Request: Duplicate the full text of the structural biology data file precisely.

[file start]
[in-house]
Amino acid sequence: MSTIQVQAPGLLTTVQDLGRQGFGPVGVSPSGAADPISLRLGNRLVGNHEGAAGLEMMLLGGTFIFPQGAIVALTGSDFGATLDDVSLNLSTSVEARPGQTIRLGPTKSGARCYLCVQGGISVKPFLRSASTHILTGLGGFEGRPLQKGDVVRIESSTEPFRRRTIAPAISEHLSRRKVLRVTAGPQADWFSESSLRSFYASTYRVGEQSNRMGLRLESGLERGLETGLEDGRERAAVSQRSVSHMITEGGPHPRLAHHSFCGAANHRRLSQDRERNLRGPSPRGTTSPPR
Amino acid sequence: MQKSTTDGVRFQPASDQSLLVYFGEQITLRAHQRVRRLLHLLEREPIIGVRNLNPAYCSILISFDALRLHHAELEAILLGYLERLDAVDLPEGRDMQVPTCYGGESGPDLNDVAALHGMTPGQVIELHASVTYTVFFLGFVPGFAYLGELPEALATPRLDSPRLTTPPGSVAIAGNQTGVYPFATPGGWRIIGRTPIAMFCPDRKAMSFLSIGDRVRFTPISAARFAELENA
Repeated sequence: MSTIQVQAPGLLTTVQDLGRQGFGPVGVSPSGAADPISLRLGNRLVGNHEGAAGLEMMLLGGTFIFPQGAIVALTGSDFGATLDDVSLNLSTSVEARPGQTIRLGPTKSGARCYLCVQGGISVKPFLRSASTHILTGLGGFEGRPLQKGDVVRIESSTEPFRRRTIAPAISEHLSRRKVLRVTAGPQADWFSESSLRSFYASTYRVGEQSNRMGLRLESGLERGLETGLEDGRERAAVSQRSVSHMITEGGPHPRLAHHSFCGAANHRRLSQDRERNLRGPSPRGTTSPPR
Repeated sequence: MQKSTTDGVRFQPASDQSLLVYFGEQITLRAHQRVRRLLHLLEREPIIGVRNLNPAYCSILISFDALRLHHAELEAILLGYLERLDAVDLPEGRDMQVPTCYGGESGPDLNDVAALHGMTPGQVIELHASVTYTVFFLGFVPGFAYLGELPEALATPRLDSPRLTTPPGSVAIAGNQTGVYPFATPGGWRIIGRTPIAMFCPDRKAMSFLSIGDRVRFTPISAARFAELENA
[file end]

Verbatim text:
[in-house]
Amino acid sequence: MSTIQVQAPGLLTTVQDLGRQGFGPVGVSPSGAADPISLRLGNRLVGNHEGAAGLEMMLLGGTFIFPQGAIVALTGSDFGATLDDVSLNLSTSVEARPGQTIRLGPTKSGARCYLCVQGGISVKPFLRSASTHILTGLGGFEGRPLQKGDVVRIESSTEPFRRRTIAPAISEHLSRRKVLRVTAGPQADWFSESSLRSFYASTYRVGEQSNRMGLRLESGLERGLETGLEDGRERAAVSQRSVSHMITEGGPHPRLAHHSFCGAANHRRLSQDRERNLRGPSPRGTTSPPR
Amino acid sequence: MQKSTTDGVRFQPASDQSLLVYFGEQITLRAHQRVRRLLHLLEREPIIGVRNLNPAYCSILISFDALRLHHAELEAILLGYLERLDAVDLPEGRDMQVPTCYGGESGPDLNDVAALHGMTPGQVIELHASVTYTVFFLGFVPGFAYLGELPEALATPRLDSPRLTTPPGSVAIAGNQTGVYPFATPGGWRIIGRTPIAMFCPDRKAMSFLSIGDRVRFTPISAARFAELENA
Repeated sequence: MSTIQVQAPGLLTTVQDLGRQGFGPVGVSPSGAADPISLRLGNRLVGNHEGAAGLEMMLLGGTFIFPQGAIVALTGSDFGATLDDVSLNLSTSVEARPGQTIRLGPTKSGARCYLCVQGGISVKPFLRSASTHILTGLGGFEGRPLQKGDVVRIESSTEPFRRRTIAPAISEHLSRRKVLRVTAGPQADWFSESSLRSFYASTYRVGEQSNRMGLRLESGLERGLETGLEDGRERAAVSQRSVSHMITEGGPHPRLAHHSFCGAANHRRLSQDRERNLRGPSPRGTTSPPR
Repeated sequence: MQKSTTDGVRFQPASDQSLLVYFGEQITLRAHQRVRRLLHLLEREPIIGVRNLNPAYCSILISFDALRLHHAELEAILLGYLERLDAVDLPEGRDMQVPTCYGGESGPDLNDVAALHGMTPGQVIELHASVTYTVFFLGFVPGFAYLGELPEALATPRLDSPRLTTPPGSVAIAGNQTGVYPFATPGGWRIIGRTPIAMFCPDRKAMSFLSIGDRVRFTPISAARFAELENA